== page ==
The Calamondin lime is a cross between a sour, loose skinned mandarin and a kumquat, therefore technically making it an orangequat.
Salanova® lettuce is a full-sized variety developed for the baby lettuce market. Botanically these varieties are scientifically known as Lactuca sativa.
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Fresh Cinnamon leaves are elongated, slender, and shiny green. There is a prominent central, lighter colored vein that runs through the center of each leaf. Immature Cinnamon leaves are red in color before they mature to their bright green. Fresh Cinnamon leaves are fragrant and give off a lighter cinnamon smell and taste than cinnamon bark when used in teas or cooking. When eaten they have a hot, pungent taste. Cinnamon leaves are commonly pruned from the trees and left to dry for several days before being processed for Cinnamon leaf oil. Dried Cinnamon leaves have a matte finish and become olive in color and resemble bay leaves.
Cinnamon leaves are available year-round.
Cinnamon leaves, botanically known as Cinnamonum verum, is a member of the Lauraceae family. Cinnamon leaves can be used for culinary as well as medicinal purposes. Historically, the leaves were used for medicinal purposes. When used for medicinal or aromatherapy purposes, the leaf is usually distilled into an oil. Because it is not as refined as the oil of the cinnamon bark, most will tell you to use it topically. The leaf oil has a powerful, spicy aroma with strong notes of clove and citrus. Cinnamon leaves are also known as Indian bay leaf, Cassia leaf, or Tej Patta.
Cinnamon leaf oil contains eugenol, which may help with gastrointestinal problems, from stomach aches to nausea and diarrhea. Cinnamon leaf oil also has high concentrations of cinnameldehyde, a natural pain reliever with anti-inflammatory properties. It is used to relieve symptoms of arthritis or joint swelling. Cinnameldehyde may also be beneficial to those with diabetes, as it has a positive effect on the metabolism of glucose. Like the bark oil, the leaf oil has germicidal, antiseptic, antifungal and antimicrobial properties.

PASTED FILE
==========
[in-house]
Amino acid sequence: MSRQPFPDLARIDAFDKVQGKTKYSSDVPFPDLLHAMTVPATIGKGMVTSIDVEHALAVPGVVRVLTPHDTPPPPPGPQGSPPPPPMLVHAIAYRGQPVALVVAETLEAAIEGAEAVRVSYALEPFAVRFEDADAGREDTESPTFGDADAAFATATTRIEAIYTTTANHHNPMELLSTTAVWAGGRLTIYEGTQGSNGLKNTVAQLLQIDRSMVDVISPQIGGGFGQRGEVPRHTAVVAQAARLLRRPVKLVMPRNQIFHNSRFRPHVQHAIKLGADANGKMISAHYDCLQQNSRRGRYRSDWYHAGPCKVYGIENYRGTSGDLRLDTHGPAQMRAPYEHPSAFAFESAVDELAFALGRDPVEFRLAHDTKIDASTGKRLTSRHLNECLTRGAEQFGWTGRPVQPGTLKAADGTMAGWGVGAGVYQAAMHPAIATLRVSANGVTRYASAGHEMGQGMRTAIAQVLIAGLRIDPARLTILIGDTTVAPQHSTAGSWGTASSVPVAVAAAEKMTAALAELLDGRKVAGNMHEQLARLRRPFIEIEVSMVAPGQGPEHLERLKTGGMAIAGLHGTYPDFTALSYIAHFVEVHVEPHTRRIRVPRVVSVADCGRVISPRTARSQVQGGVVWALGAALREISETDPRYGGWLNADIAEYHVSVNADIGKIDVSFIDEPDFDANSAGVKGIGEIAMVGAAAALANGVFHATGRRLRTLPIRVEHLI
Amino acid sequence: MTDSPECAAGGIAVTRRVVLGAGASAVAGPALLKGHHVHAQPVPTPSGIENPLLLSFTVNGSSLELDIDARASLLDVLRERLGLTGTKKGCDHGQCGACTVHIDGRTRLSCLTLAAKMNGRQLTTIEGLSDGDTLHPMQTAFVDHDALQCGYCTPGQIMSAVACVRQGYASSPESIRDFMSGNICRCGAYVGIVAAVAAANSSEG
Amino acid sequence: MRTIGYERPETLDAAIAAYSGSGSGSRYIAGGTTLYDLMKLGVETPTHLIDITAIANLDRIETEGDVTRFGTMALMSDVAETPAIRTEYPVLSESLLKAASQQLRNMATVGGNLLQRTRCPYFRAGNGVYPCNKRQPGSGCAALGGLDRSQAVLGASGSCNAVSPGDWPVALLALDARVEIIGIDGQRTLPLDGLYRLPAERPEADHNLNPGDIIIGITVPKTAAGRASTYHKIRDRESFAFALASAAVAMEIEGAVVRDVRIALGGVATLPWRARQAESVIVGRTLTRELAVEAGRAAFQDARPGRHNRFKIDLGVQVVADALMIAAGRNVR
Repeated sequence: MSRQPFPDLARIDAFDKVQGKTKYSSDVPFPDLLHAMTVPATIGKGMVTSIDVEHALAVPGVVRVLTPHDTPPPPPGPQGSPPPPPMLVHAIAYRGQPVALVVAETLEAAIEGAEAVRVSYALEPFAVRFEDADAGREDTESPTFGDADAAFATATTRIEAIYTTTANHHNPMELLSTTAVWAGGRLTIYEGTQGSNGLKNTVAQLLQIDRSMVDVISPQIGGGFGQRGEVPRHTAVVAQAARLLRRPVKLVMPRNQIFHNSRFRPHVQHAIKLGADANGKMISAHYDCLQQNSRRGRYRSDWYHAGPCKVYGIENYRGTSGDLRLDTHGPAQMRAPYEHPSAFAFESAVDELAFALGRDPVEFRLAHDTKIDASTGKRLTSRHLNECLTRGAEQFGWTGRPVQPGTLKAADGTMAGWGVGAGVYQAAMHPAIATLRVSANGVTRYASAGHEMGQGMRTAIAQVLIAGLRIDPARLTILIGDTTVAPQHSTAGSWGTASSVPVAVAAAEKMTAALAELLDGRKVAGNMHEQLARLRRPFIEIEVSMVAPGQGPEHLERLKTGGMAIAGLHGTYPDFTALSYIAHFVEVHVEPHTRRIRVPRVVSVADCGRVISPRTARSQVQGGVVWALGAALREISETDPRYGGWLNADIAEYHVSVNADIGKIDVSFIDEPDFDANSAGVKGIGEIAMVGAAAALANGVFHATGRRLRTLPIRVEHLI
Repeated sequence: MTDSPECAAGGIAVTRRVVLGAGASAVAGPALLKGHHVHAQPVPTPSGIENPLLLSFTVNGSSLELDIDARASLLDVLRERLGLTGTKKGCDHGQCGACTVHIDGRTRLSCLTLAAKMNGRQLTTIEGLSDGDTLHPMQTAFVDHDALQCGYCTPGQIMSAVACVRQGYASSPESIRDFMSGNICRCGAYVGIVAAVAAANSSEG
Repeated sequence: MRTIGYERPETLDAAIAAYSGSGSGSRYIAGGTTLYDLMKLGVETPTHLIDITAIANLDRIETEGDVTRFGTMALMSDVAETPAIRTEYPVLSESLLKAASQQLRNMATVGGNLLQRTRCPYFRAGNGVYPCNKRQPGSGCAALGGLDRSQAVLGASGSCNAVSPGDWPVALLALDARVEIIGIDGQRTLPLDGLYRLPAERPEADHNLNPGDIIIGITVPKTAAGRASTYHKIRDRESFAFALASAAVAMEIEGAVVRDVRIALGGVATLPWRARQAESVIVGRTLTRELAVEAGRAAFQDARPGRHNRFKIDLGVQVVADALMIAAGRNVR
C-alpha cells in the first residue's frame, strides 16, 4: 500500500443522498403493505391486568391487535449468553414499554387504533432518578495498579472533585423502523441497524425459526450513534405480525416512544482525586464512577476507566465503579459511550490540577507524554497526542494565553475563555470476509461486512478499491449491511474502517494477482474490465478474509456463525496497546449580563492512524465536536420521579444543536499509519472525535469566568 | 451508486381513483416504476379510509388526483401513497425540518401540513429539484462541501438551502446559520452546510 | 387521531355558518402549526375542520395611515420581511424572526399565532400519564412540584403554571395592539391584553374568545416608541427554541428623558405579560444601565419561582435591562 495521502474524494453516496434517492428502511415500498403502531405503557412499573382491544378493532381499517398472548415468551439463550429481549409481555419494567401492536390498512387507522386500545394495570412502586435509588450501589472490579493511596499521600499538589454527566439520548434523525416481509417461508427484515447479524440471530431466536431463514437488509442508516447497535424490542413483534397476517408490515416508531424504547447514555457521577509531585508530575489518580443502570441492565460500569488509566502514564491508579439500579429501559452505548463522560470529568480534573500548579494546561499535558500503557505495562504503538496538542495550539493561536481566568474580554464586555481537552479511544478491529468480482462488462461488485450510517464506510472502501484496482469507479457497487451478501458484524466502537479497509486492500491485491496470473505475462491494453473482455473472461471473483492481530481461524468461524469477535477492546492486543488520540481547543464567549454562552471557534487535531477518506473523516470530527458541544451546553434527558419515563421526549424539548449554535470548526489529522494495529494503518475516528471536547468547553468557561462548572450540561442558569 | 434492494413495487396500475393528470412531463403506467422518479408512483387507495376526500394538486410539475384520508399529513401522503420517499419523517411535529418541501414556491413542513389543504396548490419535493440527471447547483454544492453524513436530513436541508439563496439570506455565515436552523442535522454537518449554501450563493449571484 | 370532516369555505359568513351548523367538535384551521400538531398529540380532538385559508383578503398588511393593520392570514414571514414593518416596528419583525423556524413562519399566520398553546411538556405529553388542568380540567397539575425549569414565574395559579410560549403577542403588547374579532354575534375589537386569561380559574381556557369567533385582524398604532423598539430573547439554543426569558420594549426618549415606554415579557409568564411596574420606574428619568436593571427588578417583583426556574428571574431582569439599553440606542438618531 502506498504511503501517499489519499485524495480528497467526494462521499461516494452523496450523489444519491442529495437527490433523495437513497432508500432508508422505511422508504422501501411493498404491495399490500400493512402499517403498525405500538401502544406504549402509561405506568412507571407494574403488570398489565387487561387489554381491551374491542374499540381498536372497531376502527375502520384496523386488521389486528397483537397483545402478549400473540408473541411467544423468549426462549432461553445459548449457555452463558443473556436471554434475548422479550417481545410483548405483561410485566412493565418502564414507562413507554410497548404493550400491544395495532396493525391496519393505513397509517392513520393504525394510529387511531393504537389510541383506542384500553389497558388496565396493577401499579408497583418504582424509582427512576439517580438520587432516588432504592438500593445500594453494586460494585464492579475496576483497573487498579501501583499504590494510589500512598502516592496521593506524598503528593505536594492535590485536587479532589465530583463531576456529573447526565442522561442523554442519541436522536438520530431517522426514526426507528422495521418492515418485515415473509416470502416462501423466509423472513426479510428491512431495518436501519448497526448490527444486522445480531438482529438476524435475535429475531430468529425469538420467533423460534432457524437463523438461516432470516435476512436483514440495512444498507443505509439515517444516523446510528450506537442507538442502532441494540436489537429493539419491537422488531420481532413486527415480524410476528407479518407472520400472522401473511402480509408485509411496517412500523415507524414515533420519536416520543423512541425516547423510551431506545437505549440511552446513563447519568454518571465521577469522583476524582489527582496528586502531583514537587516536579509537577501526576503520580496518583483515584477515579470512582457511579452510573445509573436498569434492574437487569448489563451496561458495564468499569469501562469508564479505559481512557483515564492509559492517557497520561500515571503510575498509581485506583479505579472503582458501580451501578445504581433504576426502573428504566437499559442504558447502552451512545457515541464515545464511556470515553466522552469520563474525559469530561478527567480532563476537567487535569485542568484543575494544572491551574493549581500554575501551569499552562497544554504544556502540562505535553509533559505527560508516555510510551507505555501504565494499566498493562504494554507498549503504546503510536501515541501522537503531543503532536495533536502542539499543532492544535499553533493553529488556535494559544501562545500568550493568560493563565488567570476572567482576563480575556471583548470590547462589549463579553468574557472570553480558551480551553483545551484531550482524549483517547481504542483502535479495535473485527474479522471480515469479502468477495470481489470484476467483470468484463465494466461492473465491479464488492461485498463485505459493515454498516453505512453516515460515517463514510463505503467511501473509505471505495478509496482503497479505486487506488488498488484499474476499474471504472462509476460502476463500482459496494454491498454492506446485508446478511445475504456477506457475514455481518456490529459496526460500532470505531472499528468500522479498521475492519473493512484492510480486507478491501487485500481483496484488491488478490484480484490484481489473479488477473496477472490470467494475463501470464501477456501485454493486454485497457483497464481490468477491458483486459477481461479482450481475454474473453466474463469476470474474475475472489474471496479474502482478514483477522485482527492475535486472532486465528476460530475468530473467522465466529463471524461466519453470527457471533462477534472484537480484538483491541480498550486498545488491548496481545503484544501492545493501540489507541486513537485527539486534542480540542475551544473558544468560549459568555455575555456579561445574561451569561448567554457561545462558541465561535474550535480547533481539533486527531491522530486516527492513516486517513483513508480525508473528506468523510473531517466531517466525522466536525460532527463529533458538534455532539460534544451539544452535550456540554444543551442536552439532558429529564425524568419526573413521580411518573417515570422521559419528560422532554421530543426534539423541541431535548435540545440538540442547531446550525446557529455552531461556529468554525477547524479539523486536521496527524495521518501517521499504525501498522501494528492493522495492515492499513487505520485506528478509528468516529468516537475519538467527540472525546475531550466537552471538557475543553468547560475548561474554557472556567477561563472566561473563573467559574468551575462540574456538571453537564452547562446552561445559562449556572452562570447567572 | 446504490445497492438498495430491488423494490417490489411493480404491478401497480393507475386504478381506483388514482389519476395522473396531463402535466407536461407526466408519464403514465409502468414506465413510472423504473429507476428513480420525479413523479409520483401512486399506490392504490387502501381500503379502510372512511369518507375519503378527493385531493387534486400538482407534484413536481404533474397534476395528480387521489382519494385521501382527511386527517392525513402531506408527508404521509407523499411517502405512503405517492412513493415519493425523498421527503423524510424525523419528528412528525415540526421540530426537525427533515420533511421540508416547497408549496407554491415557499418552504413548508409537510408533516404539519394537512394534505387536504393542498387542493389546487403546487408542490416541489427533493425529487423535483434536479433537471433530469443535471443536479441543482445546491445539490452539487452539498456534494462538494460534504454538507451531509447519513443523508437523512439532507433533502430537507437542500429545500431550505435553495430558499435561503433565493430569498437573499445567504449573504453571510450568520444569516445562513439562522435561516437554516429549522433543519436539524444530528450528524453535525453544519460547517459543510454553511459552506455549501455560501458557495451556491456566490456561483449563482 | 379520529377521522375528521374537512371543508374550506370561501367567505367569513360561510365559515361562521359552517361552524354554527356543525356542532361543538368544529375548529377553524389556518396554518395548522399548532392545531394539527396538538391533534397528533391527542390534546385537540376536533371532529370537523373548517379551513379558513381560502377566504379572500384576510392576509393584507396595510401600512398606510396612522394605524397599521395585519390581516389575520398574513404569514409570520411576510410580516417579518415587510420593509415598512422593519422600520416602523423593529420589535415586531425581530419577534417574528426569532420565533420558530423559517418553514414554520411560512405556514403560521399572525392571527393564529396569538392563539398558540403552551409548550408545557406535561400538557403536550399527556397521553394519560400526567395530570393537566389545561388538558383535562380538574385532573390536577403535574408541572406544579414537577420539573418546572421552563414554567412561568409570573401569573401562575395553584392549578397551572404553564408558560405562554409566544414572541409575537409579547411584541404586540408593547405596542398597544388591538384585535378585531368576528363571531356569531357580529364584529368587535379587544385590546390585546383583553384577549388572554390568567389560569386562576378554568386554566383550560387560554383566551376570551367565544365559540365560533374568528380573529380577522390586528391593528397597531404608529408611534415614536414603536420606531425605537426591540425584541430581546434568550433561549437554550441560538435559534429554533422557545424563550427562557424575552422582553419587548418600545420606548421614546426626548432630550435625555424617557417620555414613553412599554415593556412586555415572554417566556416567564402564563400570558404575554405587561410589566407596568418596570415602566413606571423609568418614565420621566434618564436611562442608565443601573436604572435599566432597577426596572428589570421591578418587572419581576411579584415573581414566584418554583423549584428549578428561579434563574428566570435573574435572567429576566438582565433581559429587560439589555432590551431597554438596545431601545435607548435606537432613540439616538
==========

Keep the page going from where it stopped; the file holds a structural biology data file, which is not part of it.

Cinnamon leaves are used to flavor stews, pilafs and curries. It is also used as a flavoring agent for baked goods and desserts. The leaves are most commonly used in their dried state, and removed before consuming. The other primary use for the leaves is volatile, or essential oils. Once extracted, Cinnamon leaf oil has a musky and spicy scent, and a light yellow tinge that distinguishes it from the red-brown color of cinnamon bark oil. Dried Cinnamon leaves can be substituted for bay leaves in many recipes, and pair well with cloves, green cardamom and black pepper. Cinnamon leaves are dried for preservation and can be stored for up to six months in an airtight container.
Cinnamon in general is a treasured spice and was used in religious ceremonies from Egypt to Europe. In the Seychelles, for instance, the leaf is used to flavor traditional chicken curries.
The history of Cinnamon stretches back to ancient Egypt where it was used for medicinal and embalming purposes. It was used as incense as well. It is said to originate from Sri Lanka, and the Malabar coast of India. It is also found in Madagascar, Comoros Islands, Burma, South America and the West Indies. Cinnamon was so precious at one point in history that it was considered more valuable than gold. The Arabs are said to have had a stronghold on the Cinnamon trade as early as 1500 B.C. Then, they distributed the spice to Babylon, Egypt and Rome. Since then, the use of Cinnamon has been embraced by many cultures and has a warming, stimulating effect on the body and the mind. There are over 100 varieties of Cinnamonum verum or "true cinnamon" with two varieties being the most widely consumed: Ceylon cinnamon and Chinese cinnamon.
Recipes that include Cinnamon Leaves. One is easiest, three is harder.
|NY Times||Cinnamon Lamb Curry|